Campus protests stemming in part from the Michael Brown and Eric Garner decisions of last year have led a group of students to push for more racial inclusivity by advocating for a revised Native American studies minor.
Those in support of the minor’s modification, led primarily by sophomore Victor Lopez-Carmen and senior Kayla Young, hope to see it become more structured, with a tenured faculty line and a new curriculum. Lopez-Carmen said he feels a personal and cultural connection to the cause, fueled by his family history.
“I grew up on Yaqui territory and was taught my cultural hermeneutics by many people,” Lopez-Carmen said. “When I came here and noticed that the minor was in disrepair, I knew that something had to be done. It has been my dream to have a working minor that represents my people and all indigenous people by the time I leave this campus.”
Founded by professor Jack Rossen and associate professor Brooke Hansen in the early 2000s, the minor began in the Center for the Study of Culture, Race and Ethnicity and later moved to the School of Humanities and Sciences until the school’s dean suggested it be returned to the CSCRE. It moved back to the CSCRE at the end of the last academic year, where it joins minors in African diaspora studies, Asian American studies and Latino/a studies. The existing interdisciplinary minor requires 21 credit hours of coursework, including two courses from the conceptual frameworks, a three-credit capstone course and one course each from the following categories: power and liberation, comparative and international, policy and praxis, and culture and history.
Since it was established, Hansen said, the minor has never had a full-time faculty member. While the CSCRE has asked for such a faculty member, she said, the college has denied these requests.
“A faculty member teaching solely in the minor would be excellent and create a full-time person to oversee the minor,” Hansen said. “We, as a department, are committed to supporting Native American diversity in our faculty and courses whenever possible.”
In addition to the tenured faculty line and a revised curriculum, the student advocates have hypothesized renaming the program as the indigenous studies minor to further its inclusivity.
“We hope to have an indigenous studies minor instead of a Native American studies minor, so that we can encompass a global perspective on issues that Native Americans and all indigenous people face and issues that are also more unique to specific countries,” Lopez-Carmen said.
However, both Rossen and Hansen said they are against the renaming of the minor, as they feel it will lessen the distinctiveness of Native American studies. Rossen also said an indigenous studies minor would require far more resources, whereas Native American studies better reflects Ithaca’s Native American history and is a more effective career combination with majors such as anthropology and museum studies.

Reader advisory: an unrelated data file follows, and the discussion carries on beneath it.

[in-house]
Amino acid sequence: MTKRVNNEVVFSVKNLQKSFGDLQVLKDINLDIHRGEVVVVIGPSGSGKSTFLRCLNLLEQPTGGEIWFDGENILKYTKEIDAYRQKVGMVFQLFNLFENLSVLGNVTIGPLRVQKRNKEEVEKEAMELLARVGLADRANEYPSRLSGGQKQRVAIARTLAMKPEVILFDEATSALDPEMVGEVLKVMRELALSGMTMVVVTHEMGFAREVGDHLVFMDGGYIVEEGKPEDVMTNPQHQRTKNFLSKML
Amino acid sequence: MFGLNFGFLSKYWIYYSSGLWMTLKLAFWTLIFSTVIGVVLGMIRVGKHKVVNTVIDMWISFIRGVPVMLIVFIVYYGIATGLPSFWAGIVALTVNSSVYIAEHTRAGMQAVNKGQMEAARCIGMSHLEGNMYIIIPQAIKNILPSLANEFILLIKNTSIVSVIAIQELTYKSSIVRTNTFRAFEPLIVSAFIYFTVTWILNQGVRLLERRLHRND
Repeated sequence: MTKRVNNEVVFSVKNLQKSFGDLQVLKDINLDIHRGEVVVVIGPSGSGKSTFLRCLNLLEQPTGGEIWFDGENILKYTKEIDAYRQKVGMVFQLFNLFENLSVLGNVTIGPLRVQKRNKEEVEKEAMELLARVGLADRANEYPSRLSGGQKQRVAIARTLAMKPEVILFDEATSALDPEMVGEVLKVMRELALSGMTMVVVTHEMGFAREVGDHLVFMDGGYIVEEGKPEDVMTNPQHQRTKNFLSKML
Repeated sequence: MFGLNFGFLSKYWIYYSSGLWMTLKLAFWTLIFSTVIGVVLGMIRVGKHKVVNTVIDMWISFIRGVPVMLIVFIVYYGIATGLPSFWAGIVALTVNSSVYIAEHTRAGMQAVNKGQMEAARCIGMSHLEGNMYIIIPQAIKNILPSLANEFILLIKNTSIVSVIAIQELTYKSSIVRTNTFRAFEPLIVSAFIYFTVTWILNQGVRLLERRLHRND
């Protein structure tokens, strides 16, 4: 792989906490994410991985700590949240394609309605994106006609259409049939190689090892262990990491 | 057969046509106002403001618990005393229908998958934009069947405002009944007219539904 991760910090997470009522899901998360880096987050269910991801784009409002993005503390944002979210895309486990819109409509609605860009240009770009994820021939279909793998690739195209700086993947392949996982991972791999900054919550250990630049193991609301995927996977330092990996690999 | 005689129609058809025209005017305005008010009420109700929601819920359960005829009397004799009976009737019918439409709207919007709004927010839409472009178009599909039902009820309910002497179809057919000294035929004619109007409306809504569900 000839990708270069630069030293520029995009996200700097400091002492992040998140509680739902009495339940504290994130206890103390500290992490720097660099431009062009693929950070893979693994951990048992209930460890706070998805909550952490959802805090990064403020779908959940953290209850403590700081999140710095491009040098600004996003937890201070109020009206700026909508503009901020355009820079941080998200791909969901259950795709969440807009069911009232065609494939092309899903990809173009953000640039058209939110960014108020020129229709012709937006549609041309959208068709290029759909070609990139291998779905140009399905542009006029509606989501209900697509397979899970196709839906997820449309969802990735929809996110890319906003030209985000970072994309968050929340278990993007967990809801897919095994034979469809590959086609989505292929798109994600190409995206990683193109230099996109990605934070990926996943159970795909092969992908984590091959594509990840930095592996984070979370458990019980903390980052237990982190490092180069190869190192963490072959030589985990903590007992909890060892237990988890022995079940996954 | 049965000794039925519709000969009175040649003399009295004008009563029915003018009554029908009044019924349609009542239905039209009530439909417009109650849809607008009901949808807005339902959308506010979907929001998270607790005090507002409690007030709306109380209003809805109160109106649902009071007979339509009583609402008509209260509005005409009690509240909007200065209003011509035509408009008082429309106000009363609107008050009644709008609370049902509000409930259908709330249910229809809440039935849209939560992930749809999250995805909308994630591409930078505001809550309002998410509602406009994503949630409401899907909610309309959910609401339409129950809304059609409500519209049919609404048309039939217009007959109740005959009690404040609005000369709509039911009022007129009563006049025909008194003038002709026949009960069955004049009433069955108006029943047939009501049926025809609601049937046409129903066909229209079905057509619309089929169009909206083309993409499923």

“I personally favor keeping it Native American studies because we live in Cayuga territory of the Haudenosaunee Confederacy and should recognize that,” Rossen said. “I fear that indigenous studies would submerge Native Americans and make them much less visible under the broader umbrella.”
Though Hansen said she finds the terms Native American and American Indian to be misnomers, she does not feel the term “indigenous” is any better because it often lumps native people with indigenous plants and animals, and she said it is less effective in advertising methods.
“The term ‘indigenous’ means of, or innate to, the land, which can be an important component of a group’s identity but doesn’t capture the sense of a contemporary culture and nation,” Hansen said. “Changing the name at this time may make the minor even harder to find than it already is. We need a major public relations campaign to get the word out about the minor.”
Asma Barlas, program director for the CSCRE, on the other hand, supports the renaming of the minor and said the program will be setting up a committee of interested faculty and Native American students this semester to transform it into a more global indigenous studies minor that will include the study of the Aborigines of Australia, the Maori of New Zealand and the natives of South America.
“We hope that once the new minor is fully functional, we will be able to move ahead with our plans to develop a major in comparative race and ethnicity studies,” Barlas said. “But we can only do this if all four of the center’s minors are equally strong.”
Lopez-Carmen said the administration has thus far been open to having preliminary meetings to discuss the future minor.
In the meantime, Rossen and Hansen encourage students to get involved by declaring the minor or taking classes within it, such as Hansen’s Service Learning in Native America course offered every May session on local Cayuga and Onondaga territories with the guidance of clan mothers, chiefs and nation members. In addition, Rossen and Hansen hope interested students will participate in Native American Heritage Month in November, which will feature events in coordination with OSEMA while they work to open a dialogue with the CSCRE about the future of the minor and develop upper-level Native American studies courses for next year.
“It is important to remember that minors are not just measured by how many people are in them formally, but in much broader impacts of the programming that occurs on campus and in town,” Rossen said.
Lopez-Carmen said he is prepared to face any resistance he may encounter to do what he feels is necessary to repair the minor.
“I feel that it will happen, but not without work on all levels,” Lopez-Carmen said. “After the intense advocacy, we are well on our way to getting it started. But I don’t want to count my chickens before they hatch, and I am still ready to advocate should there be resistance to what must happen on this campus.”